Misc

  • When written in all caps, the title of John Hiatt’s song “Have a Little Faith in Me” contains no curves.
  • Tycho Brahe kept a tame elk.
  • It isn’t known whether the sum of π and e is irrational.
  • Abraham Lincoln, Andrew Johnson, Ulysses Grant, and James Garfield died without wills.
  • “Selfishness is one of the qualities apt to inspire love.” — Nathaniel Hawthorne

The medieval Latin riddle In girum imus nocte et consumimur igni (“We enter the circle at night and are consumed by fire”) is a palindrome. The answer is “moths.”

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“Talk sense to a fool and he calls you foolish.” — Euripides

“The truest characters of ignorance / Are vanity, and pride, and annoyance.” — Samuel Butler

“Wise men learn more from fools than fools from the wise.” — Cato the Elder

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Further excerpts from the notebooks of English belletrist Geoffrey Madan (1895-1947):

“Worldly faces never look so worldly as at a funeral.” — George Eliot

Wit is a new and apt relation of ideas: humour, of images.

Use of words “vision” and “supremely” an infallible sign of the uneducated.

“No great country was ever saved by good men, because good men will not go the length that may be necessary.” — Horace Walpole

“Precautions are always blamed. When successful, they are said to be unnecessary.” — Benjamin Jowett

“Some speak and write as if they wanted to say something: others as if they had something to say.” — Archbishop Richard Whately

“A rose has no back.” — Chinese reply if you apologize for turning your back

Reasonable to ask young people to be adventurous, to go to the North Pole, say: but religion asks them to start off, without being sure if there is a North Pole.

Three pieces of earnest advice from the Revd. H.J. Bidder, aged 86, after sitting silent, with a crumpled face, all through dinner, and once loudly asking the man opposite who I was:

1. Never drink claret in an East wind.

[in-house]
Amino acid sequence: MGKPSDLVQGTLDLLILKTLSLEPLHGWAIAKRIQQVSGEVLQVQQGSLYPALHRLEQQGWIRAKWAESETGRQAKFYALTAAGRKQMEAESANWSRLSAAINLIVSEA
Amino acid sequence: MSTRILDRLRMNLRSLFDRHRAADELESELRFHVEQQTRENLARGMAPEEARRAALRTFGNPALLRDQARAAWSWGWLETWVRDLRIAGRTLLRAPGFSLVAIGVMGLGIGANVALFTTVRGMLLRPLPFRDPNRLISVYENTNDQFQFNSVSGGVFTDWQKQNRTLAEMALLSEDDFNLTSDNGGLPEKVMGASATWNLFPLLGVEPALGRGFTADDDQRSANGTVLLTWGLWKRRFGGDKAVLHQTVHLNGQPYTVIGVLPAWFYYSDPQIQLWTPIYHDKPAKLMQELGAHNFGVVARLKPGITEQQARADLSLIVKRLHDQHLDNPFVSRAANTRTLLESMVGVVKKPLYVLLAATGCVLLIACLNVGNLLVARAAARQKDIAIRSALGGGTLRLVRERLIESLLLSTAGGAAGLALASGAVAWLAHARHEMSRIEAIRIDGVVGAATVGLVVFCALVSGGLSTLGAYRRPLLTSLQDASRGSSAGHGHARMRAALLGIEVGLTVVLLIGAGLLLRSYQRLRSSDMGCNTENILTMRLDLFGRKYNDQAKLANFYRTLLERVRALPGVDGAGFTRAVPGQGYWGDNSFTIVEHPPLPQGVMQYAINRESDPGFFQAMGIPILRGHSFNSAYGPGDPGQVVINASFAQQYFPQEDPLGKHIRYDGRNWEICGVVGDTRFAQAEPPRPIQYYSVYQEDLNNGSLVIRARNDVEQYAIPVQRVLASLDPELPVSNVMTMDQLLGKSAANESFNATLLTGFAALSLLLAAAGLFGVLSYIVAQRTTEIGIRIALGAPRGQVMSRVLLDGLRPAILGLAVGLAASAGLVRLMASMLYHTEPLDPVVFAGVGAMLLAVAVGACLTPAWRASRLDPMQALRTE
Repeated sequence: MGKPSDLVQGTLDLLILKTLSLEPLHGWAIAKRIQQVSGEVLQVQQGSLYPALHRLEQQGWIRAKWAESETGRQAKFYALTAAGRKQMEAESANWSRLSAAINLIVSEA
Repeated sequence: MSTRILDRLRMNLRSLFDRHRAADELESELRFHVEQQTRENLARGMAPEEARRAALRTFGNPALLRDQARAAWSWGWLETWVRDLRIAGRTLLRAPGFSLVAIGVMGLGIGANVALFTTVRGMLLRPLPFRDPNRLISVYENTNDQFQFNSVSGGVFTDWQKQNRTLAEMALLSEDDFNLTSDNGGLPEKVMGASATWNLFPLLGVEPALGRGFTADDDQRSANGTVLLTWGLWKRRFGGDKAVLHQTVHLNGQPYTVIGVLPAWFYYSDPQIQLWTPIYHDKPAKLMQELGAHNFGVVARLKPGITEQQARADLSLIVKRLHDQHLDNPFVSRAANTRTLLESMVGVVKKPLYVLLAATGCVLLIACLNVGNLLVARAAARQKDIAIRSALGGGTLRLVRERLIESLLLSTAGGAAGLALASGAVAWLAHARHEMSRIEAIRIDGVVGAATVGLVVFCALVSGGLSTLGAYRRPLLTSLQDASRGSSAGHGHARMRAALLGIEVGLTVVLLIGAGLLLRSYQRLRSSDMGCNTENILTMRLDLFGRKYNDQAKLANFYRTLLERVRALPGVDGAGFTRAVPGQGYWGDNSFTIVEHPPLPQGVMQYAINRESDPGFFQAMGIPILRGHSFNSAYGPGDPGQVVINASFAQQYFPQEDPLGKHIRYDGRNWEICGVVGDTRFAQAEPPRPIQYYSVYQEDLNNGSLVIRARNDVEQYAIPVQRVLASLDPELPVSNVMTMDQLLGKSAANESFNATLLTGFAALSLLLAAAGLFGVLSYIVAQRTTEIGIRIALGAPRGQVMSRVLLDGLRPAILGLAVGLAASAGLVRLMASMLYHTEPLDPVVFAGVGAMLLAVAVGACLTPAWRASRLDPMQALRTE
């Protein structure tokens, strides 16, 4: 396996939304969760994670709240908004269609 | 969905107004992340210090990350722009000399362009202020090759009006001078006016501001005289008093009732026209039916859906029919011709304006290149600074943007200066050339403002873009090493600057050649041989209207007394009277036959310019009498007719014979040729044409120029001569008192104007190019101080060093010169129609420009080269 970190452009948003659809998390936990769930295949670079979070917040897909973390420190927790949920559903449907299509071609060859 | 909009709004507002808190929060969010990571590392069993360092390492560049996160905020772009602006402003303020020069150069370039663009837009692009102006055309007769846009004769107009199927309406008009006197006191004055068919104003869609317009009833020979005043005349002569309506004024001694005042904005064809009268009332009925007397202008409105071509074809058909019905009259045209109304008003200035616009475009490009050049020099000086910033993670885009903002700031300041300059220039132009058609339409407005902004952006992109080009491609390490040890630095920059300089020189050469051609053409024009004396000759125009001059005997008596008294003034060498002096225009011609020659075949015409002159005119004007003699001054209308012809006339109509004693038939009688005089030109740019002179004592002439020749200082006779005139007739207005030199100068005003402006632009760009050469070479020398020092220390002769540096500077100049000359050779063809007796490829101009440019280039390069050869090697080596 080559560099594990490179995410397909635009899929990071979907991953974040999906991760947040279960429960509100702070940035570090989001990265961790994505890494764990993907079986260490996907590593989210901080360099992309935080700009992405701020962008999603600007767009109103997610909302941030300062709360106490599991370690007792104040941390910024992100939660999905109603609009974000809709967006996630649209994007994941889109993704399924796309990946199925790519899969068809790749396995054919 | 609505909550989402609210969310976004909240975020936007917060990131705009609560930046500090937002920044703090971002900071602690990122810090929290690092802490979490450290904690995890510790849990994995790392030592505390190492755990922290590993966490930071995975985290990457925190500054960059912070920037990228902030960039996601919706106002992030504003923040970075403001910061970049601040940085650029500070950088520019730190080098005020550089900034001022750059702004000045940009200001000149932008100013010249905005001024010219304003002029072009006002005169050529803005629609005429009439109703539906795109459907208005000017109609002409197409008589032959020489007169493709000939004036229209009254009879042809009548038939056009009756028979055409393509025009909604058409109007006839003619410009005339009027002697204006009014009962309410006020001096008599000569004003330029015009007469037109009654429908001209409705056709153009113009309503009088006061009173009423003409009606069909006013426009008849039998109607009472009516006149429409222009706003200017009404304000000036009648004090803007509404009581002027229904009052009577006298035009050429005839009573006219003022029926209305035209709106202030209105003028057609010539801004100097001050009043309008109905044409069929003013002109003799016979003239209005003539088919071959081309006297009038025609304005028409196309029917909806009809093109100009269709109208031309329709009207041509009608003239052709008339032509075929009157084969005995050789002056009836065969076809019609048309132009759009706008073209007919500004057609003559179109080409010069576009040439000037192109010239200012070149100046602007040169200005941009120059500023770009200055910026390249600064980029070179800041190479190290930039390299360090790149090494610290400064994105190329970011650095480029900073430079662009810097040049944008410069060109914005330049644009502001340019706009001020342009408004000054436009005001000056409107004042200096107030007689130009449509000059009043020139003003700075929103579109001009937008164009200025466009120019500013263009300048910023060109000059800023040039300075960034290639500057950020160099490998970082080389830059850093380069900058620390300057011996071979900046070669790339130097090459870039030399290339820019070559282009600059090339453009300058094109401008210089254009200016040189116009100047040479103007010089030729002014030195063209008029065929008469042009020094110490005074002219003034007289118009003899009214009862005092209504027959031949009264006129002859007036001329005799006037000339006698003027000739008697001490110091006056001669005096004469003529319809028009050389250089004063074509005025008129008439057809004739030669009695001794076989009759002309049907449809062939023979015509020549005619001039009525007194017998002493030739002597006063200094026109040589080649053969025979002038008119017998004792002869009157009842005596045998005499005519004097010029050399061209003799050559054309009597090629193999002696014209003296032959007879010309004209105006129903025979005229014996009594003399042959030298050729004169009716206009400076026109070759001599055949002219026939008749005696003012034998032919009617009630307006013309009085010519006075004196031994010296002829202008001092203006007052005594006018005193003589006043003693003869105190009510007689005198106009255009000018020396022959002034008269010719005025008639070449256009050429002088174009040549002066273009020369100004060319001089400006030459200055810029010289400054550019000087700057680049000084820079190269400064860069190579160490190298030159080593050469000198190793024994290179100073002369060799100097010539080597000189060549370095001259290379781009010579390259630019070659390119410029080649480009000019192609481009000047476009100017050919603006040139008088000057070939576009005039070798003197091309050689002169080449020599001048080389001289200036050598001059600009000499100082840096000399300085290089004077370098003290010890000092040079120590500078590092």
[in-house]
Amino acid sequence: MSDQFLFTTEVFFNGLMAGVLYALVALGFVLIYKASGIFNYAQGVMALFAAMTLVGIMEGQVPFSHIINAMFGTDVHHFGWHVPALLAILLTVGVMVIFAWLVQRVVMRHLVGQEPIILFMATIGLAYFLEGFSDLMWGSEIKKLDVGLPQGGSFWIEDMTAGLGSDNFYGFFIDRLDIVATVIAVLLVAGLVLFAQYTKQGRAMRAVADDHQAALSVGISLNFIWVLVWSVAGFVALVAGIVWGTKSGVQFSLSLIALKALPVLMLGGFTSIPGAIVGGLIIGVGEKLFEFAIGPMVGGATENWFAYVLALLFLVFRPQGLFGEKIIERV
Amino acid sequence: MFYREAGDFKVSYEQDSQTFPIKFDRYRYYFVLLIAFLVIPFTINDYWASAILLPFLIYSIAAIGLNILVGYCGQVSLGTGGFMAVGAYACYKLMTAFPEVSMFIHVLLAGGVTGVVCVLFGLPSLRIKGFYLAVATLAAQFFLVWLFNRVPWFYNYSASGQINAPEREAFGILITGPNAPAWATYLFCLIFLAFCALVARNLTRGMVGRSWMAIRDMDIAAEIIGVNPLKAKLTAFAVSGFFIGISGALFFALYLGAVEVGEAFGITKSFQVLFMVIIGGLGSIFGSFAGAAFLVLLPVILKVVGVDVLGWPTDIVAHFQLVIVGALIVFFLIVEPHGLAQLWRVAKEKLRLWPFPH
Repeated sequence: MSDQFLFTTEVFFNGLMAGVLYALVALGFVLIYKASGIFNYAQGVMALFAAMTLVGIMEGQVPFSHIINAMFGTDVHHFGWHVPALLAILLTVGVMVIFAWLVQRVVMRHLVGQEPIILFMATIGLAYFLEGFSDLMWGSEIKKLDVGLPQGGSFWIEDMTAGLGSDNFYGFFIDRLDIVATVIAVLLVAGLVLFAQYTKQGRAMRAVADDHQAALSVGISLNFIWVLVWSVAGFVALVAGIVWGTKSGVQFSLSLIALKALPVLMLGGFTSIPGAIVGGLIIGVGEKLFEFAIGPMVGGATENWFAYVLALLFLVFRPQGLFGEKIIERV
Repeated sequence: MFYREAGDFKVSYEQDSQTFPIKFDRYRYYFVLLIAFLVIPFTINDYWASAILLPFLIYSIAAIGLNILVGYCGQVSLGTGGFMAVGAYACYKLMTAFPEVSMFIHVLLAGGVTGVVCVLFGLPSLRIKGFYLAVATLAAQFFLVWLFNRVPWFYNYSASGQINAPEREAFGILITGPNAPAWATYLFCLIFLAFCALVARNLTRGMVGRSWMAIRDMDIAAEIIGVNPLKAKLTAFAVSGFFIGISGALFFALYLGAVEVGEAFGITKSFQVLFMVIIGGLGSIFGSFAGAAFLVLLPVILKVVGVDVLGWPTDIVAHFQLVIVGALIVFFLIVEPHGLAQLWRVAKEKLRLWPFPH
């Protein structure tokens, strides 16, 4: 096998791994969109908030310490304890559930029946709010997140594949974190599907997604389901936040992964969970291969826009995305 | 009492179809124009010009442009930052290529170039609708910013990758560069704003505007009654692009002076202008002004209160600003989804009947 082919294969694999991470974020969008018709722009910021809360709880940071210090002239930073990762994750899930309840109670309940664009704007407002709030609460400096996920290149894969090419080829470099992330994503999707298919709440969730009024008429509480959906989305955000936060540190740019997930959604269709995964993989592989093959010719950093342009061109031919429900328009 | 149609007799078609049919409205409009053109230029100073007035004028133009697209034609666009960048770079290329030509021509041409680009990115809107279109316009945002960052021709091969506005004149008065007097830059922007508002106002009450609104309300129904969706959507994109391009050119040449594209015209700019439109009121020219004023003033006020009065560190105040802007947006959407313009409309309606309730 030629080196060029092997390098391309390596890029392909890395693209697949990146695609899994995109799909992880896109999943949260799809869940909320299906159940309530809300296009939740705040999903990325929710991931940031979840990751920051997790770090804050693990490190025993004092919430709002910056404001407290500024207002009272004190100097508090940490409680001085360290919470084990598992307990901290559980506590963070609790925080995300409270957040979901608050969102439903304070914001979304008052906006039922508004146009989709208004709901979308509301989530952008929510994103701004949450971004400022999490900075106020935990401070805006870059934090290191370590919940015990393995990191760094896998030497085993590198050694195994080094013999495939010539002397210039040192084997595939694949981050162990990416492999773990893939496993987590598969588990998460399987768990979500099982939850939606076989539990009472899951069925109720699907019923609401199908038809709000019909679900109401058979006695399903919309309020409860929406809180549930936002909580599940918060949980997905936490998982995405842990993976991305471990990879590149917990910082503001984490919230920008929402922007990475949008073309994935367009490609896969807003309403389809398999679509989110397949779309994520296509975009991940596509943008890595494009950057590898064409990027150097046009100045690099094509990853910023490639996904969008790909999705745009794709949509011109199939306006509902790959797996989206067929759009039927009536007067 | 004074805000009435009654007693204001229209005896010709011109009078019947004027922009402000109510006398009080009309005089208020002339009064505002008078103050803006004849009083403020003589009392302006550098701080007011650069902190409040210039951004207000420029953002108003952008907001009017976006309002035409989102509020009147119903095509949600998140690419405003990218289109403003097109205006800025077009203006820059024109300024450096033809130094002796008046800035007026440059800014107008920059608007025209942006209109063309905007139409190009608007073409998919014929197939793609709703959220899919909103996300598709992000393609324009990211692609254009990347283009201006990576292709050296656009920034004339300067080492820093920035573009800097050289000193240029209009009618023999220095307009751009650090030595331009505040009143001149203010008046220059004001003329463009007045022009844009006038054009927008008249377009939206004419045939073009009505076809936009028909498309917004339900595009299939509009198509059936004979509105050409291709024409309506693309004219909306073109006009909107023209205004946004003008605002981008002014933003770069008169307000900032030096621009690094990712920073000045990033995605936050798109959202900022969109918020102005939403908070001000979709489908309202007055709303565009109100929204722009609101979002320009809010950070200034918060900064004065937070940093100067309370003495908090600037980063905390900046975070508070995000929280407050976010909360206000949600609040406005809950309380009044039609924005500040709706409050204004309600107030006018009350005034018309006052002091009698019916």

2. Take your pleasures singly, one by one.
3. Never sit on a hard chair after drinking port.

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“Faced with the choice between changing one’s mind and proving that there is no need to do so, almost everyone gets busy on the proof.” — John Kenneth Galbraith

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https://commons.wikimedia.org/wiki/File:Schopenhauer_1852.jpg

“Wealth is like sea-water; the more we drink, the thirstier we become; and the same is true of fame.” — Arthur Schopenhauer

(Thanks, Macari.)

Faded Glory

https://commons.wikimedia.org/wiki/File:Francesco_Botticini_-_The_Assumption_of_the_Virgin.jpg

“It is a curious thing that every creed promises a paradise which will be absolutely uninhabitable for anyone of civilized taste.” — Evelyn Waugh

“I have read descriptions of Paradise that would make any sensible person stop wanting to go there.” — Montesquieu

“In heaven, all the interesting people are missing.” — Friedrich Nietzsche

“Of the delights of this world man cares most for sexual intercourse, yet he has left it out of his heaven.” — Mark Twain

“I should have no use for a paradise in which I should be deprived of the right to prefer hell.” — Jean Rostand

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la rochefoucauld

More maxims of François VI, Duc de La Rochefoucauld (1613–1680):

  • “We always love those who admire us; but we don’t always love those whom we admire.”
  • “There are people who would never have been in love, if they had never heard talk of Love.”
  • “The Generality of People judge of Men by their Reputation, or Fortune.”
  • “Men would not live long in Society, if they were not the mutual Dupes of one another.”
  • “Titles, instead of exalting, debase those who don’t act up to them.”
  • “Prosperity is a stronger Trial of Virtue than Adversity.”
  • “Weak People can’t be sincere.”
  • “‘Tis more difficult to be faithful to a Mistress when on good Terms with her, than when on bad.”
  • “‘Tis not so dangerous to do Ill to most Men as to do them too much Good.”
  • “A Man often imagines he acts, when he is acted upon; and while his Mind aims at one thing, his Heart insensibly gravitates towards another.”
  • “When great Men suffer themselves to be subdued by the Length of their Misfortunes, they discover that the Strength of their Ambition, not of their Understanding, was what supported them; and that, bating a little Vanity, Heroes are just like other Men.”
  • “Cunning and Treachery proceed from Want of Capacity.”
  • “If we took as much Pains to be what we ought, as we do to deceive others by disguising what we are; we might appear as we are, without being at the Trouble of any Disguise.”

And “‘Tis a Mistake to imagine that only the violent Passions, such as Ambition and Love, can triumph over the rest. Laziness, languid as it is, often masters them all; she indeed influences all our Designs and Actions, and insensibly consumes and destroys both the Passions and the Virtues.”